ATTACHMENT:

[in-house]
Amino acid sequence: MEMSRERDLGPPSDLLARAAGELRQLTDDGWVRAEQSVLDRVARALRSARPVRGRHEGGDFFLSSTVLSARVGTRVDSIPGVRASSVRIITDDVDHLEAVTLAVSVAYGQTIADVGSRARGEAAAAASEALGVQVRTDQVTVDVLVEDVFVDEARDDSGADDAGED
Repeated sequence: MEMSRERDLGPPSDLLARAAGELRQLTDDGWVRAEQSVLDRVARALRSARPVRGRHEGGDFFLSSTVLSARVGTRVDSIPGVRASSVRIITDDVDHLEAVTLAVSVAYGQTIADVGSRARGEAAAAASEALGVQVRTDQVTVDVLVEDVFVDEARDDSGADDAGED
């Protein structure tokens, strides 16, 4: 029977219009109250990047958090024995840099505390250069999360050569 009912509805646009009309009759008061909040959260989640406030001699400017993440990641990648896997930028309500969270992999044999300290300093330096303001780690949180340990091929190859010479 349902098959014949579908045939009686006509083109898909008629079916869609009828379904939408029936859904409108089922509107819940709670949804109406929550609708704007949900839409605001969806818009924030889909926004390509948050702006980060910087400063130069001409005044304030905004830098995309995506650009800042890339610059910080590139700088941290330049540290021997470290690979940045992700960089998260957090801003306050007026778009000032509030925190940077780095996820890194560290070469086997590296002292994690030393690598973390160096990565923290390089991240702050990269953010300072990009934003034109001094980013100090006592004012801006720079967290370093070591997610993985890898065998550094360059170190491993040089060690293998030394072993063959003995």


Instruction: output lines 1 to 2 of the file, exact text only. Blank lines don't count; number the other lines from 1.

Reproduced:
[in-house]
Amino acid sequence: MEMSRERDLGPPSDLLARAAGELRQLTDDGWVRAEQSVLDRVARALRSARPVRGRHEGGDFFLSSTVLSARVGTRVDSIPGVRASSVRIITDDVDHLEAVTLAVSVAYGQTIADVGSRARGEAAAAASEALGVQVRTDQVTVDVLVEDVFVDEARDDSGADDAGED